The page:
What’s the worst that can happen in video games? You die.
But then you get to start all over again until you don’t. And you continually ascend until reaching the pinnacle of success---the end of the game. And it feels good.
There was a lot of feeling good at E3, the Electronic Entertainment Expo in Los Angeles last week.
The annual event is the premiere showcase for brand-new and not-yet released video games, and for the game industry in general. Compared to last year, there was evidence that the economy has taken its toll on the exhibitors. Many of the booths’ catered food and champagne offerings for VIP and press were excised --- or maybe more hidden. However, free swag seemed more plentiful this year—or maybe my eye was more attuned to that.
The best experience at a booth, by far, was a low-key one by Telltale Games. Tucked away in office spaces far from the exhibition halls, the company promoted Walking Dead the Game. There was little neon schmaltz but plenty of wry humor. Attendees dined on huge BBQ Turkey legs that were meant to be stuffed into severed limbs. Sometimes all it takes is food and crazy props to make people happy.
Since news broke of the mature-themed Star Wars game, Star Wars 1313 became the “It” game of E3. In the early stages, only some behind-the-scenes and game play clips were shown. But it was enough to entice those wanting to explore the Coruscant underworld as a lethal bounty hunter.
Star Wars 1313 photo provided by LucasArts.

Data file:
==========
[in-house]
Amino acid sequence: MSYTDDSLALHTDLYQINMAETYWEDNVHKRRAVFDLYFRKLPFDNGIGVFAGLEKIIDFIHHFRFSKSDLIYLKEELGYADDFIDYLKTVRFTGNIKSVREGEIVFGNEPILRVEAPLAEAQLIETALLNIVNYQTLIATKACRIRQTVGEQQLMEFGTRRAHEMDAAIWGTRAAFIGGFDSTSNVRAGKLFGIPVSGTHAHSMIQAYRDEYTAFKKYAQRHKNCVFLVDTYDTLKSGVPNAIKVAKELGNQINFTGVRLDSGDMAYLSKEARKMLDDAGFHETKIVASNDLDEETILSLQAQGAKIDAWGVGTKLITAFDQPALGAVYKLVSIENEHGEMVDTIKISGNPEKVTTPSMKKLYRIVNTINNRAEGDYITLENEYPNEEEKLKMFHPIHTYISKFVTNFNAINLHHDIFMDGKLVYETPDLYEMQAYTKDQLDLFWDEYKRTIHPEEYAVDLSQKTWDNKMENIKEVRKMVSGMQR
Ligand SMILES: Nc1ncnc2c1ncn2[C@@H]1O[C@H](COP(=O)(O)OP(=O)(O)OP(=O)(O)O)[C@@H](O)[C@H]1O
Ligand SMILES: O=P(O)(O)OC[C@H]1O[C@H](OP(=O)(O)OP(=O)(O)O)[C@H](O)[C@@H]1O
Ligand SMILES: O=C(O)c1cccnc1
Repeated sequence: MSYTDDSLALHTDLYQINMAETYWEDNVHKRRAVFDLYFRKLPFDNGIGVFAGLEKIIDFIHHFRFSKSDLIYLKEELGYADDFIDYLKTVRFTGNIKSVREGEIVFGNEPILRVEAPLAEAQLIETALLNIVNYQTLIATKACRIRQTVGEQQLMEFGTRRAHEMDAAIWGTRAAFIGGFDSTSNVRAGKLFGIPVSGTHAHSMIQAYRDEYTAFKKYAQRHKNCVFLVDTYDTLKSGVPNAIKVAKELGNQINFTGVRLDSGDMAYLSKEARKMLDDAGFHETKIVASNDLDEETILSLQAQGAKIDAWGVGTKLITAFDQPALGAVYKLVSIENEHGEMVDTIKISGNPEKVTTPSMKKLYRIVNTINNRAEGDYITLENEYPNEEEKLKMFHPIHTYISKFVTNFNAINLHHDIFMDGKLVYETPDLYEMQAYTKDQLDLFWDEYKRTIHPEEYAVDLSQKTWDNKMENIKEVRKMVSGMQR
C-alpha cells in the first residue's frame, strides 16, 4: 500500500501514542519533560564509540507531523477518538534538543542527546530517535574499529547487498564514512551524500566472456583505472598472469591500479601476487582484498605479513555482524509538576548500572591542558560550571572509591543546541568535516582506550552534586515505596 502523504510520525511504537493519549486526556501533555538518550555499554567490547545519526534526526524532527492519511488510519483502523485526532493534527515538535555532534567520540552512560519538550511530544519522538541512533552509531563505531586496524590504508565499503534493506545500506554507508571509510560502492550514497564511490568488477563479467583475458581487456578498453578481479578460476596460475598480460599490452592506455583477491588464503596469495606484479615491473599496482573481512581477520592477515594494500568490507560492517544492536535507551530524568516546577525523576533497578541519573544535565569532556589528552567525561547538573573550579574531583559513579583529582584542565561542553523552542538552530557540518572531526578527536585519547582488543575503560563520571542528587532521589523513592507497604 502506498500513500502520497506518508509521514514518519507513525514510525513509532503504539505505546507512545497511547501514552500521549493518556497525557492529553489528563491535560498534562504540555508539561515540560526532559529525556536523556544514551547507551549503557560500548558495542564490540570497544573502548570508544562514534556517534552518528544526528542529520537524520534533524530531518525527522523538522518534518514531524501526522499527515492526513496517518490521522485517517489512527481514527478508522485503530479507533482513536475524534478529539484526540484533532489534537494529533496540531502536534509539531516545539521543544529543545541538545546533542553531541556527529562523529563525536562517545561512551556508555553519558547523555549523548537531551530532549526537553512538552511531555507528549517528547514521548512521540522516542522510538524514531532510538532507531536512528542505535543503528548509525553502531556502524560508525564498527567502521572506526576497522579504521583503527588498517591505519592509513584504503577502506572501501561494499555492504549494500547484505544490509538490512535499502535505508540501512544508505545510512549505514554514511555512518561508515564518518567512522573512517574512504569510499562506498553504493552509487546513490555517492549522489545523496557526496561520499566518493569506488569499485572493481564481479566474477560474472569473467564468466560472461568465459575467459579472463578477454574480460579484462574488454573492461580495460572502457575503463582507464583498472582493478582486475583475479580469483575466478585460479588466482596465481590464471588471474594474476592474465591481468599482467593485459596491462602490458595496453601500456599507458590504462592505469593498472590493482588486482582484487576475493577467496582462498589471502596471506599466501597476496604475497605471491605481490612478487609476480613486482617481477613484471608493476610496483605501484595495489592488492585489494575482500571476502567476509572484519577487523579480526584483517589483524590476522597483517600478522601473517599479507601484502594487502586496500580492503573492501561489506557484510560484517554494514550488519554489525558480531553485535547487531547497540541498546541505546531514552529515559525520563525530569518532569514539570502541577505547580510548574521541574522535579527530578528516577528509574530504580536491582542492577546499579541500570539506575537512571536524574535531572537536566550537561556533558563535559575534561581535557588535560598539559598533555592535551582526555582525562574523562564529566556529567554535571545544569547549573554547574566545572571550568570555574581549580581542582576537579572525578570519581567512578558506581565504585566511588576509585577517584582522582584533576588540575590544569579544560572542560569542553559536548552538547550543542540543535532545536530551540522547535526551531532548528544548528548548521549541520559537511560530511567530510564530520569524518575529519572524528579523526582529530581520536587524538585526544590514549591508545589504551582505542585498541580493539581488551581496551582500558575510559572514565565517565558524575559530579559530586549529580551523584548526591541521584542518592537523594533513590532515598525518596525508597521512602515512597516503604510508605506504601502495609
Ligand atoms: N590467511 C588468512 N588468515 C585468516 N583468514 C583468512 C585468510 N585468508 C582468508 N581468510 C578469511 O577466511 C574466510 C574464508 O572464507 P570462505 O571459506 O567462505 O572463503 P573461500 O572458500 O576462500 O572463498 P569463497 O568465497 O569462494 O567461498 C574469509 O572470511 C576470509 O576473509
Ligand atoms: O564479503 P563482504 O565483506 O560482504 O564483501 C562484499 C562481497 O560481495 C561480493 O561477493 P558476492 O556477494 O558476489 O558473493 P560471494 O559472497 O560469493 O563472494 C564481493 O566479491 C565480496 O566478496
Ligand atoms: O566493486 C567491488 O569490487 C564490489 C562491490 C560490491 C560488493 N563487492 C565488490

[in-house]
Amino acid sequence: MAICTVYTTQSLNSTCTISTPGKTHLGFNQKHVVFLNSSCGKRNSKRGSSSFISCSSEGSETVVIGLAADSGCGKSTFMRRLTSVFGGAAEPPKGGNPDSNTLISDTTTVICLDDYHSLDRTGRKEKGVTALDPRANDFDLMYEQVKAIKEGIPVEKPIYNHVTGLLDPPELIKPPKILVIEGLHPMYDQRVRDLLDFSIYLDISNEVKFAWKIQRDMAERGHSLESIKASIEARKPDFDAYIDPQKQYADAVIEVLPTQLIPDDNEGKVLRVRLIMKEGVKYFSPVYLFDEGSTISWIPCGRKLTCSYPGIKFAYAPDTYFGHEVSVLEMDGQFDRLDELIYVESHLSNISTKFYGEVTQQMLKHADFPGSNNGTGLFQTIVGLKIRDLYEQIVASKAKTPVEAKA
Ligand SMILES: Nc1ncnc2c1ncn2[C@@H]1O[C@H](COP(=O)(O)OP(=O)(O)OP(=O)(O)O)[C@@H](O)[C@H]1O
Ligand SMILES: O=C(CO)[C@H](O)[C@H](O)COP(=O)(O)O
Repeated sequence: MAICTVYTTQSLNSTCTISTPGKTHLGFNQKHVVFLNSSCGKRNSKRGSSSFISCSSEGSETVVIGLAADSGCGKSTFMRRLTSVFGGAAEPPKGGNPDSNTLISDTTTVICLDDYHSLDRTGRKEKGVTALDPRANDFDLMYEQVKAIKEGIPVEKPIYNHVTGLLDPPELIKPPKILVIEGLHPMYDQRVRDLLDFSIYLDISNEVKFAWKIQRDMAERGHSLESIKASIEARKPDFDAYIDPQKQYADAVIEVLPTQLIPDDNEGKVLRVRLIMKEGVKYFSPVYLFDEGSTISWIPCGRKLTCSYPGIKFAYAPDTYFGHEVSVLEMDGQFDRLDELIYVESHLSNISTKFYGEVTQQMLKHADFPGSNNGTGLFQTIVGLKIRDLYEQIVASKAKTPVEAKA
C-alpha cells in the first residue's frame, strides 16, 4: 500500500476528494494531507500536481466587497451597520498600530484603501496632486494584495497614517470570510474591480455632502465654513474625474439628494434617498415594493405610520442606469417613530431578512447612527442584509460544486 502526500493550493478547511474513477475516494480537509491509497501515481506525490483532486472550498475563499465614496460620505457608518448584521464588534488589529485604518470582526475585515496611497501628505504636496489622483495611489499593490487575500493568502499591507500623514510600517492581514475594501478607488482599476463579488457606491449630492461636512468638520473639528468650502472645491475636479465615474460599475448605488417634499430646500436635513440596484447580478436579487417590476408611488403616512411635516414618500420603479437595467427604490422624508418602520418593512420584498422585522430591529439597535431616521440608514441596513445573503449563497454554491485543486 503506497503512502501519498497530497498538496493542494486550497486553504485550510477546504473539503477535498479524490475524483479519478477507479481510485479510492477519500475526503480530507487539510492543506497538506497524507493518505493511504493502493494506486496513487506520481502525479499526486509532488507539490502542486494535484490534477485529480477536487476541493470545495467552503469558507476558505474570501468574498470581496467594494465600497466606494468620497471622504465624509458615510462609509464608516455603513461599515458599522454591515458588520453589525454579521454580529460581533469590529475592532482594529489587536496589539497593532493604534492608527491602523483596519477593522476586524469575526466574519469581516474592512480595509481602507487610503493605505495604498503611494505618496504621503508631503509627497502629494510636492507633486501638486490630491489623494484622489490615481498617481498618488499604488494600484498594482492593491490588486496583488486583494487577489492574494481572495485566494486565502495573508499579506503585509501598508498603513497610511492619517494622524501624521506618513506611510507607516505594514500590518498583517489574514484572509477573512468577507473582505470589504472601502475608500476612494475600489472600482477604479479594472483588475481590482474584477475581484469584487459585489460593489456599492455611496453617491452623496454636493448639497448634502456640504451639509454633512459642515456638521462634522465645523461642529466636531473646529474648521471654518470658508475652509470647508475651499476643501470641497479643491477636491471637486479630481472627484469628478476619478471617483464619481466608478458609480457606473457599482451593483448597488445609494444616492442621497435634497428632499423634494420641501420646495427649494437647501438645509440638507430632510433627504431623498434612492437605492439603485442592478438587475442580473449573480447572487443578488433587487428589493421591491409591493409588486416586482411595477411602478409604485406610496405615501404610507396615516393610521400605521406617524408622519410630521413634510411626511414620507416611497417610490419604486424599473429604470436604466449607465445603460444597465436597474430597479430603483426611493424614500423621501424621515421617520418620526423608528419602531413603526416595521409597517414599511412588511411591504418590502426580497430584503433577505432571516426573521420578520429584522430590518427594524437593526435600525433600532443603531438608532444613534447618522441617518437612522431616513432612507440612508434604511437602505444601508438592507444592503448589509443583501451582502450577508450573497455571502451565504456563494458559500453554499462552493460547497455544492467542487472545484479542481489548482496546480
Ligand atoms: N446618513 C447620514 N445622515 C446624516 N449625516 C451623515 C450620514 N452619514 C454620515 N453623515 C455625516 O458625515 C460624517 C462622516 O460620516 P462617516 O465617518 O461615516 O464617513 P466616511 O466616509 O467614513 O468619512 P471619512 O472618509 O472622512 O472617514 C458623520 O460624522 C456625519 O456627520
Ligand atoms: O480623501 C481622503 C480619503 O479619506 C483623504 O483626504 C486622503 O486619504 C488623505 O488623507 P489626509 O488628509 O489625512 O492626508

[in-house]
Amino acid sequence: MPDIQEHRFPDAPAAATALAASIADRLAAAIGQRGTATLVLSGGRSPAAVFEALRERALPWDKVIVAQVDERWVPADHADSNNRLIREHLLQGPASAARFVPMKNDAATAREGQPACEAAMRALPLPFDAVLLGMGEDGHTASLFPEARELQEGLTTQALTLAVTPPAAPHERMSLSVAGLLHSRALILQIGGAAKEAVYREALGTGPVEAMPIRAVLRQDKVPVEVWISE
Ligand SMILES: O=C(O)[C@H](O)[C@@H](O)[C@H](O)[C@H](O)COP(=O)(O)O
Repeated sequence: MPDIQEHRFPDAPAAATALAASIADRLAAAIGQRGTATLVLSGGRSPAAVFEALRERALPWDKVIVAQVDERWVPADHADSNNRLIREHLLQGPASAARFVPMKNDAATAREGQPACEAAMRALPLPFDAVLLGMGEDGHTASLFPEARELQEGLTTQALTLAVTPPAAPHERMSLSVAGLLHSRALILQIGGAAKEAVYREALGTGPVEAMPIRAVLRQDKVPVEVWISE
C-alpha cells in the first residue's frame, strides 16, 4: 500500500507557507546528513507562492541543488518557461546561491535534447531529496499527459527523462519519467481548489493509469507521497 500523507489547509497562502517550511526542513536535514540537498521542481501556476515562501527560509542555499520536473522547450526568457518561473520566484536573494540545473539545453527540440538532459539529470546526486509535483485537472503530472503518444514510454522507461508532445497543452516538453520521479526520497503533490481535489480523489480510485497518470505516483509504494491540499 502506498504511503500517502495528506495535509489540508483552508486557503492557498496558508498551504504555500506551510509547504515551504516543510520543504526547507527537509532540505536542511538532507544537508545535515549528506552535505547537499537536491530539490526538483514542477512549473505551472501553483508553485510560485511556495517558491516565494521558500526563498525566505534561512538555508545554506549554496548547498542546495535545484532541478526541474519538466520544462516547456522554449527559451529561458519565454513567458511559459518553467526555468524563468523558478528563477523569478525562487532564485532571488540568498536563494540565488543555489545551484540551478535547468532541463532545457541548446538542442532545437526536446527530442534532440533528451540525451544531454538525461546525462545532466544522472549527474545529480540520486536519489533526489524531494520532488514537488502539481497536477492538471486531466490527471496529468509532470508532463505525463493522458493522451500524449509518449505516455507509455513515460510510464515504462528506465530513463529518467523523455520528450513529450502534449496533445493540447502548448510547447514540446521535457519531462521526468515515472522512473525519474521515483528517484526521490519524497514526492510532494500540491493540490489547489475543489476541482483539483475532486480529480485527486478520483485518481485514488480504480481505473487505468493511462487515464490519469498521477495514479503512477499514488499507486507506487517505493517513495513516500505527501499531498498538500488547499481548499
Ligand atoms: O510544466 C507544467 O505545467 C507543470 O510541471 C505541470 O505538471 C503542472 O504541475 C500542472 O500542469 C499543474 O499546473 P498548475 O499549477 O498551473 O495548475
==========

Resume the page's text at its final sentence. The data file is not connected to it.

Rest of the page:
Star Trek the Game also did not disappoint, revealing a lengthier sneak peek during in its long development process toward release. Due out next year, the big reveal was that the Gorn will be the game’s villain.
Many games are still in the development phase, and that amounts to only clips of the game screened. Yet there were plenty of demo opportunities available. I died repeatedly in about 25 seconds, competing with a Master Champion of Dead or Alive. The latest, Dead or Alive 5, imports Akira Yuki of Virtua Fighter. Fighters duel on a floating raft that slowly rips apart in the white-waters (athough I was never quite able to make it to this stage).
I also had a hard time surviving, believe it or not, Epic Mickey2 at the Disney Pavilion. I had a rotten time getting the hang of the camera and paintbrush -- which the player is supposed to use to paint a pathway. My Mickey frowned at me each time I made him fall off a cliff.
I was somewhat more successful at Majesco’s Zumba Fitness Core, the new version of the company’s hit title. After Bollywood and River Dancing, my avatar was not the only one that was not too happy. My heart protested quite a bit as did my clothes from the considerable sweat I worked up.
The longest line at E3 was not for a game. It was for free Oswald ears. The character, a precursor to Mickey, the longer-eared rabbit has been reacquired by Disney and makes his appearance in the game. Some were sold on eBay for $200.
I cry when I’m happy. I swear when I die in a video game. At E3, there are no conditions on whatever you prefer to do -- with the exception of moving along so someone else can have their chance at fun, which likely involves dying and crying.
The previous issue of Hyphen is available in its entirety for your perusing pleasure. Almost as good as having it right in your hands!